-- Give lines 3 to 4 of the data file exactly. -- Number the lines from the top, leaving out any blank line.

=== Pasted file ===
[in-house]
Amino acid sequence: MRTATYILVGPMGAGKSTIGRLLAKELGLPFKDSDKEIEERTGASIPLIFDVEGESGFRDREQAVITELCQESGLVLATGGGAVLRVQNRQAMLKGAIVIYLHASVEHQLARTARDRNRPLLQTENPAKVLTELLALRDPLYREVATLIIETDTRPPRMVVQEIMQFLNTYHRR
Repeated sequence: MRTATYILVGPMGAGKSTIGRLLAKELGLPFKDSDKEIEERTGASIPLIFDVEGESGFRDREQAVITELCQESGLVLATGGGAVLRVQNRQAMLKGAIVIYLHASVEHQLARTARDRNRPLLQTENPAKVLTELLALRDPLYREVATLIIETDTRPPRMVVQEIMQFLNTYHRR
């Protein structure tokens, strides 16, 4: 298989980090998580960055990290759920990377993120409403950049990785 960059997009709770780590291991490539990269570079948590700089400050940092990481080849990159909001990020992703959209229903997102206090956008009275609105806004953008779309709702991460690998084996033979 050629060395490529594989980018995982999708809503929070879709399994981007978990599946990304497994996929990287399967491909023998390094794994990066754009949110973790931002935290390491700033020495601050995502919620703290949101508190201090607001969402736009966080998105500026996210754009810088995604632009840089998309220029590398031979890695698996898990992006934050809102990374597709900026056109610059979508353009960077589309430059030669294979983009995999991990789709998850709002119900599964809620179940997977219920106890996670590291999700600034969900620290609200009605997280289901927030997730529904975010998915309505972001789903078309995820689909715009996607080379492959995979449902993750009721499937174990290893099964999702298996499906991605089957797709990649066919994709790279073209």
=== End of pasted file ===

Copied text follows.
Repeated sequence: MRTATYILVGPMGAGKSTIGRLLAKELGLPFKDSDKEIEERTGASIPLIFDVEGESGFRDREQAVITELCQESGLVLATGGGAVLRVQNRQAMLKGAIVIYLHASVEHQLARTARDRNRPLLQTENPAKVLTELLALRDPLYREVATLIIETDTRPPRMVVQEIMQFLNTYHRR
């Protein structure tokens, strides 16, 4: 298989980090998580960055990290759920990377993120409403950049990785 960059997009709770780590291991490539990269570079948590700089400050940092990481080849990159909001990020992703959209229903997102206090956008009275609105806004953008779309709702991460690998084996033979 050629060395490529594989980018995982999708809503929070879709399994981007978990599946990304497994996929990287399967491909023998390094794994990066754009949110973790931002935290390491700033020495601050995502919620703290949101508190201090607001969402736009966080998105500026996210754009810088995604632009840089998309220029590398031979890695698996898990992006934050809102990374597709900026056109610059979508353009960077589309430059030669294979983009995999991990789709998850709002119900599964809620179940997977219920106890996670590291999700600034969900620290609200009605997280289901927030997730529904975010998915309505972001789903078309995820689909715009996607080379492959995979449902993750009721499937174990290893099964999702298996499906991605089957797709990649066919994709790279073209």